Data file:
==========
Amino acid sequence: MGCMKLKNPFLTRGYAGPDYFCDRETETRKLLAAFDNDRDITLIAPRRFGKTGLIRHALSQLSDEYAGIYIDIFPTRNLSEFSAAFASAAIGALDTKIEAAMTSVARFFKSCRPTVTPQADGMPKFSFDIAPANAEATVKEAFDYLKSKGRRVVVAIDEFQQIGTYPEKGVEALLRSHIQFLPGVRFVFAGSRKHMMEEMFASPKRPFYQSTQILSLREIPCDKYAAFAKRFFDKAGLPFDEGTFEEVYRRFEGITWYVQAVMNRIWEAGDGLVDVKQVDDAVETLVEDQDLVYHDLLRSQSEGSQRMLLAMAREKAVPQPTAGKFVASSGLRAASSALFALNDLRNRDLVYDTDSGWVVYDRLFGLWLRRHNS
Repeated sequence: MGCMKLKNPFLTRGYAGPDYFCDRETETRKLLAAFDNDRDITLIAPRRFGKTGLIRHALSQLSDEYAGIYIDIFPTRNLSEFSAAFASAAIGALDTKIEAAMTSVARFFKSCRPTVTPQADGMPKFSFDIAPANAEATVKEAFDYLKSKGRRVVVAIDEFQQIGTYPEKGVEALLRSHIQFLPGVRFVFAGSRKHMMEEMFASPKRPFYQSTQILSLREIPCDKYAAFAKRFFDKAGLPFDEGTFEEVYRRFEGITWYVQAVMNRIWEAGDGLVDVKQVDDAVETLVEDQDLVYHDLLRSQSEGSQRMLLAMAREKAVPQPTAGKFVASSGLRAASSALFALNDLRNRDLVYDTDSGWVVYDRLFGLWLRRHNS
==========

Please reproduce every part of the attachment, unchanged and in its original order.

Amino acid sequence: MGCMKLKNPFLTRGYAGPDYFCDRETETRKLLAAFDNDRDITLIAPRRFGKTGLIRHALSQLSDEYAGIYIDIFPTRNLSEFSAAFASAAIGALDTKIEAAMTSVARFFKSCRPTVTPQADGMPKFSFDIAPANAEATVKEAFDYLKSKGRRVVVAIDEFQQIGTYPEKGVEALLRSHIQFLPGVRFVFAGSRKHMMEEMFASPKRPFYQSTQILSLREIPCDKYAAFAKRFFDKAGLPFDEGTFEEVYRRFEGITWYVQAVMNRIWEAGDGLVDVKQVDDAVETLVEDQDLVYHDLLRSQSEGSQRMLLAMAREKAVPQPTAGKFVASSGLRAASSALFALNDLRNRDLVYDTDSGWVVYDRLFGLWLRRHNS
Repeated sequence: MGCMKLKNPFLTRGYAGPDYFCDRETETRKLLAAFDNDRDITLIAPRRFGKTGLIRHALSQLSDEYAGIYIDIFPTRNLSEFSAAFASAAIGALDTKIEAAMTSVARFFKSCRPTVTPQADGMPKFSFDIAPANAEATVKEAFDYLKSKGRRVVVAIDEFQQIGTYPEKGVEALLRSHIQFLPGVRFVFAGSRKHMMEEMFASPKRPFYQSTQILSLREIPCDKYAAFAKRFFDKAGLPFDEGTFEEVYRRFEGITWYVQAVMNRIWEAGDGLVDVKQVDDAVETLVEDQDLVYHDLLRSQSEGSQRMLLAMAREKAVPQPTAGKFVASSGLRAASSALFALNDLRNRDLVYDTDSGWVVYDRLFGLWLRRHNS